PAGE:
“We sure scared them off!” Jack laughed. “I’ll miss the oranges and bananas, though.” “Me too,” replied Emma, “but we do have barrels and barrels of apples.”– The Day the Pirates Went Mad, Chapter 7: Encounter at Sea, pg 62.
One of the inspirations for The Day the Pirates Went Mad was Treasure Island by R.L. Stevenson. And a pivotal scene from that story was when Jim Hawkins, at the bottom of an apple barrel, first overhears Long John Silver plotting with the pirates.
The events of Treasure Island, and even those of Captain Flint and the crew of the Walrus, took place decades after Emma’s first adventure in 1701. But apples were not a new provision and surely this fruit could be found aboard the New Adventure?
In answering this question, I learned more about apples than I would have ever thought to ask! Here are a few of those apple facts. And yes, apples were available to be taken on sea voyages in many countries.
Do Apples Prevent Scurvy?
Then came the question about apples and scurvy. This arose from a plot point in the story where Captain Garrett decides not to visit the Cape Verde Islands before crossing the Atlantic, thereby passing up the chance to resupply the New Adventure with fresh citrus fruits.
First, a bit about scurvy itself. Sailors on long voyages would frequently die from this vitamin deficiency. It has been said that once Europeans began undertaking extended sea voyages, the deadliest thing they encountered wasn’t battle, starvation, or bad weather – it was disease, with scurvy being one of the worst.
During the Age of Exploration (between 1500 and 1800), it has been estimated that scurvy killed at least two million sailors.– Wikipedia.
Scurvy results from the breakdown of collagen, the “glue” that holds our bodies together. When collagen production is impaired for a prolonged period, one will experience malaise and lethargy, gum disease, loosening of teeth, susceptibility to bruising, poor wound healing, bone pain, fever, convulsions, and even eventual death. Vitamin C is utilized in the process of creating collagen.
Though it was not widely documented, and there were contradicting ideas at the time, it was known during Emma’s voyages that diets including certain vegetables and fruits would stave off the debilitating disease. Likewise, even when symptoms were quite advanced, the damage was often reversible with consumption of the same.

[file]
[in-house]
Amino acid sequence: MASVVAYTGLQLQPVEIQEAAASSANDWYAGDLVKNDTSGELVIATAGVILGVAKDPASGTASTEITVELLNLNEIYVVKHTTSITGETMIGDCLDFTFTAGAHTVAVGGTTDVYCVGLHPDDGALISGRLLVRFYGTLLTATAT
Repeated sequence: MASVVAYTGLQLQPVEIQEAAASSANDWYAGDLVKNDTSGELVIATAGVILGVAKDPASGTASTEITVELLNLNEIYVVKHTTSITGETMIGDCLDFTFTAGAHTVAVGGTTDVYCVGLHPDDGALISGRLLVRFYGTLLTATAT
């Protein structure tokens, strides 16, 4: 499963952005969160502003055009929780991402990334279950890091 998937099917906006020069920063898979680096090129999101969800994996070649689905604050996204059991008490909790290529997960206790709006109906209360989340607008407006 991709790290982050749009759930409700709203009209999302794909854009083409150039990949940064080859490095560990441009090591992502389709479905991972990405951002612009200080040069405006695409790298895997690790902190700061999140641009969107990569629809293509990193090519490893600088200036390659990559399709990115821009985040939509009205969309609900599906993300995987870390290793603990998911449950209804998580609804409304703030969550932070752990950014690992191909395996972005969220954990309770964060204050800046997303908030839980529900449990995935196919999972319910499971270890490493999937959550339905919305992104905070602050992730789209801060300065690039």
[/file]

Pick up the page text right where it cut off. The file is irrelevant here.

In 1593, British Admiral Sir Richard Hawkins mentioned in his Observations that “it is the plague of the sea, and the spoyle of mariners”. He went on to say, along with a few other less viable methods, that he felt consuming oranges and lemons was an effective treatment.
That which I have seene most fruitfull for this sicknesse, is sower oranges and lemmons…– The Observations of Sir Richard Hawkins, Knt, in his Voyage into the South Sea in the Year 1593, as edited by Captain C.R. Drinkwater Bethune of the Royal Navy for the Hakluyt Society, London, 1847.
So back to my question: Would the apples already stowed aboard the New Adventure provide sufficient vitamin C to prevent scurvy in the crew during a one month voyage?
Though apples are not as high on the vitamin C list as oranges and lemons (~53mg/100g), eating an uncooked apple with the skin would definitely provide some benefit (4.6mg/100g). The amount of vitamin C is also comparable to ginger (5.0mg/100g), which was grown in pots and carried aboard Chinese ships to ward off scurvy for those sailors, according to the 406 CE writings of the Buddist monk Faxian.
Since it takes up to one month for symptoms of scurvy to appear, I concluded that as long as the crew of the New Adventure ate a few apples a day, they would arrive upon that farther shore.
And that’s what’s behind the line in the quote above. 🙂